“One of the big challenges in this field is that we have so far needed ‘ground in the loop’ approaches – you have to communicate things to the ground where supercomputers calculate the trajectories and then we upload commands back to the satellite,” explains Tommaso Guffanti, a postdoctoral fellow in D’Amico’s lab and first author of the paper introducing the Autonomous Rendezvous Transformer. “And in this context, our paper is exciting, I think, for including artificial intelligence components in traditional guidance, navigation, and control pipeline to make these rendezvous smoother, faster, more fuel efficient, and safer.”

Next frontiers

ART is not the first model to bring AI to the challenge of space flight, but in tests in a terrestrial lab setting, ART outperformed other machine learning-based architectures. Transformer models, like ART, are a subset of high-capacity neural network models that got their start with large language models, like those used by chatbots. The same AI architecture is extremely efficient in parsing, not just words, but many other types of data such as images, audio, and now, trajectories.

“Transformers can be applied to understand the current state of a spacecraft, its controls, and maneuvers that we wish to plan,” Daniele Gammelli, a postdoctoral fellow in Pavone’s lab, and also a co-author on the ART paper. “These large transformer models are extremely capable at generating high-quality sequences of data.”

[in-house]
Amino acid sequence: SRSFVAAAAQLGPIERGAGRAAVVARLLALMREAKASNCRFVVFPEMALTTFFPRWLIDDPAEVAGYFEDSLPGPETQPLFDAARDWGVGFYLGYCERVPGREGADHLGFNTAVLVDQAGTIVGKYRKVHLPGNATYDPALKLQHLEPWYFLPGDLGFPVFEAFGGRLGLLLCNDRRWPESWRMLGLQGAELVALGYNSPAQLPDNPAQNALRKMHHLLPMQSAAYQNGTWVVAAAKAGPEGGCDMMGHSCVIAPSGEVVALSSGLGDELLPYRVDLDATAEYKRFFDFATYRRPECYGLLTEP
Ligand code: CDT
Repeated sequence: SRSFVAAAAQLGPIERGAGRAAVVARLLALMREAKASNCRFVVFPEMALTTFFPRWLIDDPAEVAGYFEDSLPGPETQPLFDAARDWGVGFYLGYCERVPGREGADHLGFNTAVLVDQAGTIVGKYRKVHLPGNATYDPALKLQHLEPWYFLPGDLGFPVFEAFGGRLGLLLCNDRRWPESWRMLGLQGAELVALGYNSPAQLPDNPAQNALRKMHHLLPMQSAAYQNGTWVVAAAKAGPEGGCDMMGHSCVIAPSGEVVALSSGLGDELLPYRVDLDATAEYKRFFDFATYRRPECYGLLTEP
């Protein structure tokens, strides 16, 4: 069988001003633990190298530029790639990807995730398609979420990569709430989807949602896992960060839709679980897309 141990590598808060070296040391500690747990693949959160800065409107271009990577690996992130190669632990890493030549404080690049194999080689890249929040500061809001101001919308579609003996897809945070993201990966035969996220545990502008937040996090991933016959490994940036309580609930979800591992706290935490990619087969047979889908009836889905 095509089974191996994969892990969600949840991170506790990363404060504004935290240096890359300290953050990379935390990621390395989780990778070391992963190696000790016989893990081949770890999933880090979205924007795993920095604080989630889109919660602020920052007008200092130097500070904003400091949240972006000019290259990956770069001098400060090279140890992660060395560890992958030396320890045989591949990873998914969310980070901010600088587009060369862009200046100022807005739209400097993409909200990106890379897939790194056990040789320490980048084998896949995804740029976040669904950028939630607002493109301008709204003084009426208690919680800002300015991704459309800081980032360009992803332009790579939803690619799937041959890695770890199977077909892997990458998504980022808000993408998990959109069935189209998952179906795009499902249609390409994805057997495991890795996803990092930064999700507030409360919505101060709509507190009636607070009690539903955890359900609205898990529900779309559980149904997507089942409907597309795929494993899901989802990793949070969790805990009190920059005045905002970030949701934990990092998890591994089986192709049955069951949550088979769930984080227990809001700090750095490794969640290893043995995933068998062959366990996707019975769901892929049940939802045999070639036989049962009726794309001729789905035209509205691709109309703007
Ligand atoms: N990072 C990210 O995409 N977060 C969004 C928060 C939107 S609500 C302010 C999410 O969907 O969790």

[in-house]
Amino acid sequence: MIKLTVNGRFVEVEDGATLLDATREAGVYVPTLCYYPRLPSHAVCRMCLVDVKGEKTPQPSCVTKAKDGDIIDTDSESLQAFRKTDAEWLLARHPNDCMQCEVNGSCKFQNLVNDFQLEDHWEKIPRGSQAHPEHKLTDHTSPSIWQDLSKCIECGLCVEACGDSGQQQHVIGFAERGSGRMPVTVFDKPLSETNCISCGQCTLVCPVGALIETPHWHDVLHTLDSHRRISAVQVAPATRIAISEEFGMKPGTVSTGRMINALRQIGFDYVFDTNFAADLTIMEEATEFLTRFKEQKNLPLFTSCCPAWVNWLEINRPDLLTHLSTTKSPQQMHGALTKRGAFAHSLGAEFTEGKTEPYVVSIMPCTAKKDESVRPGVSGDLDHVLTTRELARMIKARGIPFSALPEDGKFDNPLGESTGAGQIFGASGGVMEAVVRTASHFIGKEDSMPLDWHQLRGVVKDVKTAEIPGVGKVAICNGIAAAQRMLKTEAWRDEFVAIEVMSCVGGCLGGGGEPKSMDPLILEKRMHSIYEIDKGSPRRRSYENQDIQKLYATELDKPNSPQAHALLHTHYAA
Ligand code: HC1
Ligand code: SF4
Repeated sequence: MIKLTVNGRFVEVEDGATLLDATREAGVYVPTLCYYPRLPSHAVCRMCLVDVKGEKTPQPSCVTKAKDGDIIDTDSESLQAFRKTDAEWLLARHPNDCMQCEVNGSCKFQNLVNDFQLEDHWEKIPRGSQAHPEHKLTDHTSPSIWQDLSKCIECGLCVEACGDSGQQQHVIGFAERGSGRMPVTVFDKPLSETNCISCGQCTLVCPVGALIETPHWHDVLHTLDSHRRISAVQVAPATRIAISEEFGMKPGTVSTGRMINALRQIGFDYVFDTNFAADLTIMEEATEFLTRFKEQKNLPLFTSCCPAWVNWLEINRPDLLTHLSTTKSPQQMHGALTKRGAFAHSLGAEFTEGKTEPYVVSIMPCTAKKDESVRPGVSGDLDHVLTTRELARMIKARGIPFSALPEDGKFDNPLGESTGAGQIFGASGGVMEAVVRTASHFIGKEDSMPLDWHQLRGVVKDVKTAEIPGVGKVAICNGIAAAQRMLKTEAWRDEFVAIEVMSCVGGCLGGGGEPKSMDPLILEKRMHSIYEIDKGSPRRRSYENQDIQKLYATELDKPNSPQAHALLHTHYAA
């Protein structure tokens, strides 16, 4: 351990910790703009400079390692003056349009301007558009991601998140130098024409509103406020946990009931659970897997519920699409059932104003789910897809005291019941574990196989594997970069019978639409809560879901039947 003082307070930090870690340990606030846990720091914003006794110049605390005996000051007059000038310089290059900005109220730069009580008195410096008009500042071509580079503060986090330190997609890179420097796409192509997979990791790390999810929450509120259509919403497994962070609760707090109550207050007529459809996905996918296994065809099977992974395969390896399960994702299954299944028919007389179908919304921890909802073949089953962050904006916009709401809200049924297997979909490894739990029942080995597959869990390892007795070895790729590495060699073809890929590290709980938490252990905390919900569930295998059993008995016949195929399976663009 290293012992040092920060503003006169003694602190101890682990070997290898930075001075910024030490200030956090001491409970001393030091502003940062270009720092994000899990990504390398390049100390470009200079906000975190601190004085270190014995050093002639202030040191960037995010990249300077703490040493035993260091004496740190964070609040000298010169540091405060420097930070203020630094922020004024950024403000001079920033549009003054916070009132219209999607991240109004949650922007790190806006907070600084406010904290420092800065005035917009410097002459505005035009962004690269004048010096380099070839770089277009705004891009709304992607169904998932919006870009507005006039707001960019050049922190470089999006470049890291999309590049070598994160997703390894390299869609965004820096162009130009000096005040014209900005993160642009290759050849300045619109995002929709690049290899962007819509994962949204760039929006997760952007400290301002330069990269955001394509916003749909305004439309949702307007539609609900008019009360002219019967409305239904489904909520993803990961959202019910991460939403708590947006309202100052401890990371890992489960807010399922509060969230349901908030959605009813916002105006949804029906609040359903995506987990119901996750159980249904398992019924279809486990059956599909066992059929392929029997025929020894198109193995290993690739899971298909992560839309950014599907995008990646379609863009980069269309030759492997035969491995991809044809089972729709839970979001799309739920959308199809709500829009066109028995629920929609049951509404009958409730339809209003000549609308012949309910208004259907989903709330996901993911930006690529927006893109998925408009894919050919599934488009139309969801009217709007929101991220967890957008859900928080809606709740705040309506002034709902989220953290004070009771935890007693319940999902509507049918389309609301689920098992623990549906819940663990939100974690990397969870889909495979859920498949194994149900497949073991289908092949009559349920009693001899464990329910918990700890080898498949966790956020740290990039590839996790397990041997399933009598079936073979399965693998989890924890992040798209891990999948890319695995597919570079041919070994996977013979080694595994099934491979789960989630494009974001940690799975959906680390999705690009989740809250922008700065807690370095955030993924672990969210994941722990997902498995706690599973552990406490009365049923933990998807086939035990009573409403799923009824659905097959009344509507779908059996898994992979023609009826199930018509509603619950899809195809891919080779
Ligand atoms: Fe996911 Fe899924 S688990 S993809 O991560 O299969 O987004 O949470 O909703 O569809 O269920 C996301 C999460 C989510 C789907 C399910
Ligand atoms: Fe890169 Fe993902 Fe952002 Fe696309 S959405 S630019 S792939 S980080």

The next frontier in their research is to further develop ART and then test it in the realistic experimental environment made possible by CAESAR. If ART can pass CAESAR’s high bar, the researchers can be confident that it’s ready for testing in real-world scenarios in orbit.

“These are state-of-the-art approaches that need refinement,” D’Amico says. “Our next step is to inject additional AI and machine learning elements to improve ART’s current capability and to unlock new capabilities, but it will be a long journey before we can test the Autonomous Rendezvous Transformer in space itself.”

D’Amico is also the W.M. Keck Faculty Scholar in the School of Engineering and professor of geophysics (by courtesy) in the Stanford Doerr School of Sustainability. He is the director of the AA Undergraduate Program. As member of the faculty council of the Stanford Emerging Technology Review (SETR), D’Amico represents the Space Technology Focus Area. D’Amico and Pavone are both faculty affiliates of the Institute for Human-Centered Artificial Intelligence (HAI). Pavone is also an associate professor (by courtesy) of electrical engineering and of computer science. He is the director of the Center for Automotive Research at Stanford, the chief faculty advisor of the Stanford Student Space Initiative, and a member of the Institute for Computational and Mathematical Engineering (ICME).

This research was funded in part by the NASA University Leadership Initiative.